The accuracy testing was limited to making sure the suppressor had no significant effect on the already-tested accuracy of these guns. All three of these rifles proved very accurate during their respective tests, so if there was a difference, it would show up quickly. When it came to the 6.8 SPC rifles, they printed 1-inch groups or so at 100 yards using Silver State Armory 110-grain Sierra Pro-Hunter—equating to no change in accuracy. The only noticeable change was how pleasant they were to shoot with the suppressor attached. Even with the longer barrels, the balance was solid. There was some gain in noise, given that this is a 7.62mm suppressor. But it was not noticeable. Having used suppressors now for a couple decades, they were plenty quiet.
In my experience, a .30-caliber “can” works pretty well even on a 5.56mm rifle, so there was little difference here. Just for effect, the suppressor was moved between the Wilson SBR Tactical 7.62×40 WT and the 6.8 SPC to see if any difference was noticeable. Honestly, there was no difference that could be discerned in the field. Maybe in a laboratory, but since most of us shoot in the real world, the difference is negligible. For all intents and purposes, it was the same.
Since the SBR Tactical is primarily an entry gun, testing was limited to 50 yards and closer, with significant focus on select-fire. Having never seen a solid suppressor have any negative effect on accuracy, little time was spent on group shooting. At 50 yards, ten shots were fired into the center of a 3-inch circle. That was excellent considering these were primarily my reloads. They were not loaded to match accuracy to begin with, so accuracy was certainly not an issue. After I removed the suppressor, I engaged the same target. The only real difference was the noise. The shots dropped a bit, but still stayed mostly in the circle. Given a combat situation, it equated to no change. On or off, this thing pretty much put them in the same spot.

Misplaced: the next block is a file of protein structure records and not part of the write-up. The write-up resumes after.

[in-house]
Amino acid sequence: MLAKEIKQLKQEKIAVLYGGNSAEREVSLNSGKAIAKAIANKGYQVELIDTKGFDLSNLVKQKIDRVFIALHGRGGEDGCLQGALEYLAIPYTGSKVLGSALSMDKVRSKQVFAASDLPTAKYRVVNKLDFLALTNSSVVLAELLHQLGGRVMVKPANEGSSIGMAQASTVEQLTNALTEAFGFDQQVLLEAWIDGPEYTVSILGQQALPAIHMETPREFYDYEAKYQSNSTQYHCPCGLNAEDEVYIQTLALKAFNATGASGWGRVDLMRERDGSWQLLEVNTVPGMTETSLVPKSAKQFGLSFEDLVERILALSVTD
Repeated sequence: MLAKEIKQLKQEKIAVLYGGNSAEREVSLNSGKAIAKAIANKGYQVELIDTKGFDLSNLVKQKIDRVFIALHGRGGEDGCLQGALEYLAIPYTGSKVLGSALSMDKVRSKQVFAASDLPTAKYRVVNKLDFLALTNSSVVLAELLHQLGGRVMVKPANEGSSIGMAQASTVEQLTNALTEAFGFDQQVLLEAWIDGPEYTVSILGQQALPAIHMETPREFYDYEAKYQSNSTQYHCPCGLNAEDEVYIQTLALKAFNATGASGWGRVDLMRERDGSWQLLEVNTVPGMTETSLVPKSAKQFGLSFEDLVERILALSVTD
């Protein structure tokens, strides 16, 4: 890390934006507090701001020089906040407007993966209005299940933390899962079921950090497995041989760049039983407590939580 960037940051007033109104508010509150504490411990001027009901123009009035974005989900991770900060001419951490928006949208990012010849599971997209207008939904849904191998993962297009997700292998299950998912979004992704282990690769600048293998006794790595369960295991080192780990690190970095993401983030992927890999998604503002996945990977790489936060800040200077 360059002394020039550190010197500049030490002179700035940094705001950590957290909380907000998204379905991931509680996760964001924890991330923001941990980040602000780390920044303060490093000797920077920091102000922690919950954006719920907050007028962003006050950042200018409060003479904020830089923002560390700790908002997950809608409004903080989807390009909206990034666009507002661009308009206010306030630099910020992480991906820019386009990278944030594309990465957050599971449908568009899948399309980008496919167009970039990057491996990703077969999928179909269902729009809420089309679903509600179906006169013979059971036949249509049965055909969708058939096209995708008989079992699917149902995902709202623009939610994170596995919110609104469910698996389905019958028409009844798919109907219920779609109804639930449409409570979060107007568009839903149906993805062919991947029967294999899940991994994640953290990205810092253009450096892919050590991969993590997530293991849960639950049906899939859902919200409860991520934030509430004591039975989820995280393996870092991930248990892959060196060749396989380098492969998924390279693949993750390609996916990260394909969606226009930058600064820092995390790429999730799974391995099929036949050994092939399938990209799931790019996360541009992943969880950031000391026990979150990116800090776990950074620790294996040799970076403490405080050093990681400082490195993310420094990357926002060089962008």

Another benefit seemed to be the lack of gas in my face. Many suppressors used on gas impingement rifles seem to choke you to death, but this isn’t the case with the Whisper. That may have been the most pleasant surprise of all.
The muzzle brake works fine but is not really designed to be used without the suppressor. You certainly can, and it holds the rifle in place, but you would be much better off with a Vortex or similar brake if you were to use it without the suppressor. I am just not sure why you would. When it was mated to the SBR Tactical, it was the perfect size, quiet as can be, reliable, accurate, and a riot to shoot. There would be no logical reason to shoot it without the suppressor.
Wilson Combat has done a great job here with this design. It is available in 5.56mm, 6.8mm, 7.62mm and 9mm. If you are like me and have several calibers, get the big bore and a brake to go on each rifle—it will work fantastically. If not, any of them will be the perfect addition to your tactical rifle.
The Nighthawk Bob Marvel Special .45 ACP pistol is a custom 1911 with a 10,000+...
by Paul Scarlata / Aug 1, 2012